Today, Pegman takes us to The Nabatean Theater at Petra in Jordan. Apparently this was originally the site of many ancient tombs, but according to Viator.com a group of Arab people called the Nabateans, who once inhabited northern Arabia and the Southern Levant, created the theater some 2,000 years ago, destroying many of the tombs there. The Romans expanded the theater in the early 2nd century CE destroying even more.

I found myself wondering what the dead in those tombs would think if they could see the place today.

The Hunter Goes North

portal, nd

© Google 2014

There’s not much in Portal, North Dakota. The population is a little over a hundred, but it’s one of three ports of entry from Canada. It’s also in the Bakken Oil Field region, which makes it expensive as hell to live here. Fortunately, I’m only visiting.

I found his hiding place in an oversized load on the back of a flatbed on Railway Avenue. It’s just after dawn, so I know it’s safe to approach him. His wealthy mother hired me to find him after she discovered what happened. Being a vampire hunter isn’t much different from being a private eye, except the weapons are different. I’ll dispatch him, provide photographic proof for my client, collect a nice fat fee, and remind myself that I’m also doing a public service taking another bloodsucker off the streets.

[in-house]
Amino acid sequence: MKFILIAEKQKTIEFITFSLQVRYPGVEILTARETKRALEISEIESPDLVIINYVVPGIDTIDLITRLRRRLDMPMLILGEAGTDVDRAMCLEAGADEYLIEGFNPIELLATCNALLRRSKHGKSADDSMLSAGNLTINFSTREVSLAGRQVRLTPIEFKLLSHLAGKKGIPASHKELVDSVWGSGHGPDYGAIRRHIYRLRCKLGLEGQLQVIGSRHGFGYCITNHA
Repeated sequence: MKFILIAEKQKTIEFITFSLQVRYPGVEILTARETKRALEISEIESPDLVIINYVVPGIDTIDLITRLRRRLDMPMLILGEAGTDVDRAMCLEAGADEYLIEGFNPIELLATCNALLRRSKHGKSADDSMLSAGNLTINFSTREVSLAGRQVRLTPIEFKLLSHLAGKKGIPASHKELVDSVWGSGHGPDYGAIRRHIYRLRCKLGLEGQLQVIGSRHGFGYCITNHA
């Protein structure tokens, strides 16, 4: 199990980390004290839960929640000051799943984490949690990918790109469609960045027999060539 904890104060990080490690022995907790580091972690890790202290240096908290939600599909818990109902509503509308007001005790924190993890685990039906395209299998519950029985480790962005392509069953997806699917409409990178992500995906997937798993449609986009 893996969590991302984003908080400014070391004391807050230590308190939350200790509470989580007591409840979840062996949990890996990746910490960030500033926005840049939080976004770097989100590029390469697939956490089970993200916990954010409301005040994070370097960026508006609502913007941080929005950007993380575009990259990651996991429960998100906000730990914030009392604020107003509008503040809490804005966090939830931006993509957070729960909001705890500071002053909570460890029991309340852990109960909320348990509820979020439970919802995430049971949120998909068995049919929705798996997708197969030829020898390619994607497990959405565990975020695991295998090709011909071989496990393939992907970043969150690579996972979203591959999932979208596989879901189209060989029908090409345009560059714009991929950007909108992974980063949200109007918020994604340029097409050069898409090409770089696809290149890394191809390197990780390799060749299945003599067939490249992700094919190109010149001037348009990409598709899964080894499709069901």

I wrote this for the “What Pegman Saw” photo prompt writing challenge, which this week takes us to Portal, North Dakota thanks to Google Maps street view.

The idea is to use the photo as a prompt to write a piece of flash fiction no more than 150 words long. My word count is 137.

To read more stories based on the prompt, go to InLinkz.com.

The Seventy Year Cycle Killer

nassau

© Google Maps – July 2016

Kal Thompson knew he was very unpopular with the passengers and crew of the cruise ship Norwegian Gem. It couldn’t be helped.

Another gorgeous Summer day in Nassau, but the yellow crime scene tape wasn’t part of the tourist attraction. It prevented the contamination of his murder investigation. The murderer had to be on board.

The victim had been a young local women. The manner of her death was particularly gruesome. She was cut in half at the waist and her body was totally drained of blood. She was found nude, posed with her hands above her head, and the corners of her mouth literally sliced ear to ear.

He had read about a case such as her’s but it couldn’t be the same killer could it? After all, the Black Dahlia had been murdered in Los Angeles in 1947. How could the killer strike again seventy years later?

I wrote this in response to J. Hardy Carroll’s What Pegman Saw photo writing challenge. The idea is to use the Google Maps image above as a prompt to write a piece of flash fiction no more than 150 words long. Mine is exactly 148.

To read other stories based on the prompt, go to InLinkz.com.

When I looked around the Google Maps image, I saw the yellow tape and imagined a crime scene, but I needed something unusual. I looked up famous unsolved murders, and the mystery of the Black Dahlia became my template.